I've been wanting to sample Ormonde Jayne scents for a while, but acquired some samples with no small degree of trepidation: I am hoping I don't like them, in fact, since you have to order them from the UK and the exchange rate is not exactly favorable right now. The first one I'm testing is Sampaquita. OJ's website describes this one as having a "dusky floral heart" and I find that incredibly apt. Disappointingly, I don't detect any of the lush floral notes that are purported to be in this fragrance. And it's totally linear on my skin. I smell rose, musk, and earthy vetiver (not the crisp green kind). Perhaps a tiny hint of lychee appears on the top notes, but quickly disappears. I've never smelled a real sampaquita flower, but I'm pretty confident I'm not smelling one in this fragrance. In short, I am not impressed. Is it cheap smelling or obnoxious? No. Is it as amazing as Ormonde Jayne is purported to be? No. And I also hate rose, with very few exceptions. Here are the official notes, much good may they do you, as I find them quite elusive here: Lychee, grass oil, bergamot and magnolia, Sampaquita absolute, freesia, muguet, rose and water lilies, Musk, vetiver, moss and ambrette seed.
Like all OJ fragrances, you can obtain Sampaquita from the manufacturer's website: //www.ormondejayne.com/perfume-shop.php
It defies all common sense, and the listed notes, but Ormonde Jayne's Champaca smells exactly like Gucci II eau de parfum to my nose. Champaca's official notes are neroli, pink pepper, bamboo, champaca, freesia, basmati, myrrh, green tea, and musk. Why, then, does it smell like the mandarin, blackberry, jasmine, violet, and cedarwood in Gucci II edp? Well, ok—I can see a few similarities. They both have notes that would lend themselves to a sweet-tart fruity opening, although I don't get the pink pepper in Champaca at ALL. I think if it were more apparent it would help elevate the scent above Gucci II's pleasant but not especially original vibe. They both also have notes that ground them in resinous woods. The cedar in Gucci II is obvious and nicely balances the fruit. Champaca smells like it has cedar in it, but now I realize it's probably the combination of green tea, myrrh, and bamboo giving that effect. I'm enjoying wearing Champaca and the lasting power appears to be very good (although it probably wasn't the best choice for a hot day). The trouble is, I find myself rather aghast at the thought of paying Ormonde Jayne prices and a transatlantic passage for something that smells nearly exactly like a widely accessible (and discounted) fragrance I already own.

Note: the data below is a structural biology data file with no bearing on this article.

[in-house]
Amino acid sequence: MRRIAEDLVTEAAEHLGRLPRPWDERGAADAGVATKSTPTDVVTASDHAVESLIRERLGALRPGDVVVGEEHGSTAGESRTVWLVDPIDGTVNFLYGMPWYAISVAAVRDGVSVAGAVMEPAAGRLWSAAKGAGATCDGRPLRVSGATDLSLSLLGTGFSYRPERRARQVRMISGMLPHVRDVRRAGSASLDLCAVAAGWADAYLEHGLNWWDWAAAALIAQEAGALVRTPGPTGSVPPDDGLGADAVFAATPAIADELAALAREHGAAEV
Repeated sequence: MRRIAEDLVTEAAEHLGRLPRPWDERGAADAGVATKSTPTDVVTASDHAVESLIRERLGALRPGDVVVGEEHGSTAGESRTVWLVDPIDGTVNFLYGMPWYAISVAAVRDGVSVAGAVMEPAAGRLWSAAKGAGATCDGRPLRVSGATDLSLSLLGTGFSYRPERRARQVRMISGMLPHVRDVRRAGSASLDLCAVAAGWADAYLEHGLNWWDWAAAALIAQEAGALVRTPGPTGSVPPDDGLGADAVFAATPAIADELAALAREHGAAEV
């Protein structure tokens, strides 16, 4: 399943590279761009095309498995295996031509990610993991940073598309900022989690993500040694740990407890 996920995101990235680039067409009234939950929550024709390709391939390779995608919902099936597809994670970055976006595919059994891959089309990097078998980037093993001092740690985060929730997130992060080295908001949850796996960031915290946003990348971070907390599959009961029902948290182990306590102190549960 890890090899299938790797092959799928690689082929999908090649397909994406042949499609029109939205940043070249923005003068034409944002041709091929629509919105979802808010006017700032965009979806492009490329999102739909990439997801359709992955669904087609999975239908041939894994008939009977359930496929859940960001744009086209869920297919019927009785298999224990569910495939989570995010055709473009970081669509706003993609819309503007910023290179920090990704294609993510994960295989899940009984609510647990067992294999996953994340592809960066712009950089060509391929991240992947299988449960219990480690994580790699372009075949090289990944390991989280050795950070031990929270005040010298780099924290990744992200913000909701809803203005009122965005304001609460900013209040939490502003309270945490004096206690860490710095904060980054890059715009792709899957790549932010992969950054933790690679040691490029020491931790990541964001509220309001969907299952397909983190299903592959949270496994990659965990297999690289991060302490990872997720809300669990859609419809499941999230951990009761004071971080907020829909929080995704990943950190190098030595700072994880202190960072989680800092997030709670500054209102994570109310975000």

Ormonde Jayne's Osmanthus eau de parfum starts out as a good osmanthus perfume should: it's faint, it stays close to the skin, it floats around you in a soft waft of floral apricot goodness. In other words, it had me at hello. Unfortunately, after 10 minutes or so, other notes made themselves known and made me want to say an abrupt goodbye. The problem is the water lily. It has that awful aquatic vibe that turns sour and scratchy. Neither the jasmine nor the labdanum nor the pomello, davana, musk, cedar nor vetiver can save it. I'm sad to say that after testing three OJ fragrances, I remain unimpressed.
Oh….my. Ormonde Jayne Orris Noir has converted me to the OJ cult. Of all the OJ fragrances I've sampled thus far, this is the ONLY one I could envision paying OJ prices for. It is an iris scent, which helps it along in my book quite a bit, seeing as I have a love affair with iris scents. It is remarkably similar to Parfumerie Generale's Iris Taizo, another rich, woodsy iris. This, however, is something you could wear everyday. It is Iris Taizo's softer, quieter twin. There is a dustiness to it that is strangely appealing, and the iris is neither metallic nor vegetal. It is what an iris fragrance really should be. The incense is apparent, but restrained, and the surprising addition of jasmine is surprisingly well blended and not at all out of sync with the scent's subdued personality. The only zesty element is the pink pepper in the top notes, which offer a quiet little kick in the nose, as if to say, "hello! I'm here!" Official notes are: davana, pink pepper, coriander seed, cardamom, bergamot, iris, jasmine sambac absolute, pimento berries, bay, saffron, incense, myrrh, patchouli, cedar and gaiac wood.
Many of us in the perfume world have been dying of anticipation for Ormonde Jayne's Tiare release. I count myself very lucky to have been sent a sample from the brand (full disclosure in case you think it might have biased my review) and rabidly sprayed it on my wrist as soon as I received the package this evening. I think it's certainly an interesting spritz and worth the wait.
My first impression is that this fragrance may have been misnamed. For while there is certainly a beautiful tiare note through the top and middle notes, it is accompanied throughout by more than a splash of lime. The lime is sweetened with mandarin in the top notes and ever so slightly tempered by the floral heart of the fragrance, but in the drydown it becomes a bit of a monster. I must say that I generally don't care for lime in perfume but that this one is very well done overall. It's just that when the scent dries down and a soapy musk and greenish vetiver emerge to pair with the lime, it feels a bit too astringent overall. I was looking for something lush and tropical from a perfume named Tiare. What I'm actually sniffing, however, is more of green citrus. Some may find it very refreshing.